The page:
IPS participation would damage relations: China

No tripartite talks on Rohingya soon 

Diplomatic Correspondent | Published: 16:15, May 10,2021 | Updated: 00:44, May 11,2021


Chinese ambassador Li Jiming on Monday said that Bangladesh’s engagement in the US-led Indo-Pacific Strategy would substantially damage Dhaka’s relations with Beijing.

Replying to a question on the recent visit of the Chinese defence minister to Dhaka, Li Jiming described the IPS as a club of a small group of ‘elite’ countries, including US and Japan, and said that the group was neither for economic purposes nor for ensuring security in the region. ‘It is about China,’ he said.  

‘[It is] not a good idea for Bangladesh to participate in a small club. Any form of participation for Bangladesh in this small group may substantially damage relations [with China],’ the ambassador said in a programme on Bangladesh-China relations with Diplomatic Correspondents Association, Bangladesh held virtually.    

There was no mention of India in his statement on the IPS.

In a meeting with president Abdul Hamid, Chinese defence minister General Wei Fenghe during his visit on April 27 emphasised the need for Bangladesh to take joint efforts against the formation of a military alliance led by the United States on maintaining ‘hegemony’ in South Asia.

‘To jointly maintain regional peace and stability, the two sides [Bangladesh and China] should make joint efforts against powers outside the region setting up military alliance in South Asia and practising hegemonism,’ General Wei said, according to Chinese news agency Xinhua.

Wei also mentioned about relations of China with India and the US from various aspects. 

President Hamid avoided saying anything about the matters involving IPS issues, according to Bangladesh government officials. 

A group of four countries  — Australia, India, Japan and the US — known as Quad has been propagating for the IPS for allegedly containing the influence of China through its Belt and Road Initiative in the region with a declared focus on advancing common vision of the four countries of a ‘free, open, inclusive, peaceful and secure’ Indo-Pacific region, according to diplomatic sources.

Dignitaries from Australia, Japan and the US often push for Bangladesh’s engagement in the IPS, while the Bangladesh government is unwilling to engage in rivalries among powerful countries at regional and international levels.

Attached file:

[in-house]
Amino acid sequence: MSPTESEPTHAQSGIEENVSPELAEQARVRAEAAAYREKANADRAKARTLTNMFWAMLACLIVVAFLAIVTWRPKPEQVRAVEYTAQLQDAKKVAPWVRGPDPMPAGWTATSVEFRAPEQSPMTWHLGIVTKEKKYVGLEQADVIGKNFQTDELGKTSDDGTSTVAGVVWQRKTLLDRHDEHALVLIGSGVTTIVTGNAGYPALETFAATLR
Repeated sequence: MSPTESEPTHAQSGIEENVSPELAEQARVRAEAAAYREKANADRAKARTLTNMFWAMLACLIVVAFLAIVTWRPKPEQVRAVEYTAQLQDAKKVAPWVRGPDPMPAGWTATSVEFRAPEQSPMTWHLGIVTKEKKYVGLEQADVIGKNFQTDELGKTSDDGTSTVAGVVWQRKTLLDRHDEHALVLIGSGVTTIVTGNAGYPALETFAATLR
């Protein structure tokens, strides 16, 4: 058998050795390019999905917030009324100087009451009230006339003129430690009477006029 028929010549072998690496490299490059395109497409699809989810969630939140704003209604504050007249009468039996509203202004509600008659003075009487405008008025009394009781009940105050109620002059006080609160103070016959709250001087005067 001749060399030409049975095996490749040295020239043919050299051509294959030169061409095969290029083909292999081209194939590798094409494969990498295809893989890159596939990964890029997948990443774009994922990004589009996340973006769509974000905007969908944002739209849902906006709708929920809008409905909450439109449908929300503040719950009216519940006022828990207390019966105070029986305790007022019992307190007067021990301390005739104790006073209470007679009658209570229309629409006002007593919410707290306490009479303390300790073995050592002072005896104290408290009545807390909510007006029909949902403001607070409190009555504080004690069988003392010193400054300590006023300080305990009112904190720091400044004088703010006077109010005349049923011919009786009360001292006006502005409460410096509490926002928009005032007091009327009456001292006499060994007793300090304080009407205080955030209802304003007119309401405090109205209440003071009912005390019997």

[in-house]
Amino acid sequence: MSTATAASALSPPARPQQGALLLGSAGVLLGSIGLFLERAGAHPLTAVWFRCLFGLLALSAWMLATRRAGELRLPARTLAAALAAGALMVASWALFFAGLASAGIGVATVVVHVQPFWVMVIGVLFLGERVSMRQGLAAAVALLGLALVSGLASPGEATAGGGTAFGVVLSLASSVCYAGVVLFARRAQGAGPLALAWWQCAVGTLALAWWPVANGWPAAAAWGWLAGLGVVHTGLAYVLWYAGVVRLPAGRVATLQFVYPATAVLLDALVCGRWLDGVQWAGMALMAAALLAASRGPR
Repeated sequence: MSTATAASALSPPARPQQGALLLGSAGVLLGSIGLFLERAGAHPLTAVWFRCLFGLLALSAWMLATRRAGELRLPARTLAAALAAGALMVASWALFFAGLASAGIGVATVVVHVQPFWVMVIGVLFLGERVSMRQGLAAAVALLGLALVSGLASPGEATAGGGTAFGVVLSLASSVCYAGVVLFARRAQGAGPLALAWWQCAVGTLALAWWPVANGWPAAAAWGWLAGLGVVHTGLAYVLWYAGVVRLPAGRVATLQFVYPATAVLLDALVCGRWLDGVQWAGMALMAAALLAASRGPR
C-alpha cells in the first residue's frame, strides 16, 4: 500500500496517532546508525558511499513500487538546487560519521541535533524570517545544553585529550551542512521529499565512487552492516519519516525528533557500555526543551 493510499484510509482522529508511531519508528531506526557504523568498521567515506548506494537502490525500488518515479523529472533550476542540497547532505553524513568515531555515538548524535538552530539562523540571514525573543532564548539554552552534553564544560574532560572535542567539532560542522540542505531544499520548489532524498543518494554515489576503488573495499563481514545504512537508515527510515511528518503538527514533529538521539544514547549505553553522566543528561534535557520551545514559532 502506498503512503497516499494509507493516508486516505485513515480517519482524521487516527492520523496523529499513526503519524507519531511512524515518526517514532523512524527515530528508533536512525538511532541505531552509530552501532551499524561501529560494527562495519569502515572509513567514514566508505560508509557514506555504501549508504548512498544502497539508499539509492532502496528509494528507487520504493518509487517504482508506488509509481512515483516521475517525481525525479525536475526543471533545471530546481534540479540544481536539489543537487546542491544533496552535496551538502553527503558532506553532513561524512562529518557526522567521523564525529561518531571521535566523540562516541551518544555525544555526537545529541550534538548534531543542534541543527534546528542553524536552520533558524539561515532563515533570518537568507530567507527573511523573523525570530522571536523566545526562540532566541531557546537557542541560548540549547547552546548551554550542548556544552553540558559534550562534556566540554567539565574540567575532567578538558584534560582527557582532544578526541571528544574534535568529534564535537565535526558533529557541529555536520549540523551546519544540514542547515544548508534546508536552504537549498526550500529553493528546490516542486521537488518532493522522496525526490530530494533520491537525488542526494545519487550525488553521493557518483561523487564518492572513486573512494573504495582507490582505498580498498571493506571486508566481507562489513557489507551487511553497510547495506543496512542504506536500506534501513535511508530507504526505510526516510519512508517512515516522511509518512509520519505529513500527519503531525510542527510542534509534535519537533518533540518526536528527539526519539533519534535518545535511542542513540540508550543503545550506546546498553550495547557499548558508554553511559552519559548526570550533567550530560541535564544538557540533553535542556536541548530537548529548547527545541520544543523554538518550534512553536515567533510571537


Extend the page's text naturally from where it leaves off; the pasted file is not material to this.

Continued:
‘We do not want to engage in international rivalries,’ foreign minister AK Abdul Momen has said recently.

On Rohingya issues, the Chinese ambassador said that there was no possibility of holding a tripartite meeting in the foreseeable future among China, Myanmar and Bangladesh on repatriation of Rohingya people.

The last tripartite meeting was planned for February 4 but could not take place as contact was lost with the Myanmar side due to changeover in power in the country, he said.

‘We are not planning any new tripartite meeting involving Myanmar as there was no positive improvement in the country,’ he said.

Chinese foreign minister Wang Yi launched the informal tripartite mechanism in two tiers, at the levels of foreign ministers and ambassadors-directors general, to facilitate repatriation of forcibly displaced Rohingya people of Myanmar to their home in Rakhine from Bangladesh.

At least 8,60,000 Rohingyas, mostly women, children and aged people, have entered Bangladesh fleeing unbridled murder, arson and rape during ‘security operations’ by the Myanmar military in Rakhine, what the United Nations has denounced as ethnic cleansing and genocide, beginning on August 25, 2017.

The latest Rohingya influx has taken the number of undocumented Myanmar nationals and registered refugees in Bangladesh to over 1.1 million, according to estimates by UN agencies and the Bangladesh foreign ministry.

Not a single Rohingya has gone back to their home in Rakhine yet as the Myanmar government has stalled the repatriation process resorting to various means.

Replying to a question on the proposed Teesta embankment project, the Chinese ambassador said that Bangladesh, as a lower riparian country, had a legitimate right to take up a project on the River Teesta.

‘It is a legitimate right of the people of Bangladesh to take up a project,’ he said while mentioning the ongoing dispute between Bangladesh and India on the sharing of the River Teesta water.

Admitting that the Chinese side received an intent from Bangladesh’s Economic Relations Division on constructing embankment along the River Teesta, he said, ‘It was not a project proposal.’

No feasibility study report was submitted to the Chinese side, he said, adding that a feasibility study report is a prerequisite for China to assess the capability of and interest in taking up a project.

The Bangladesh Water Development Board reportedly started doing the groundwork of the Teesta River Comprehensive Management and Restoration Project amid $1 billion loan assurance from China with expectations that Bangladesh and India would be able to sign an agreement on sharing of water of the trans-boundary river.

Bangladesh has been in a protracted negotiation over several decades for a deal with India on the sharing of the River Teesta water amid repeated assurance from the highest level of the successive governments of the country.

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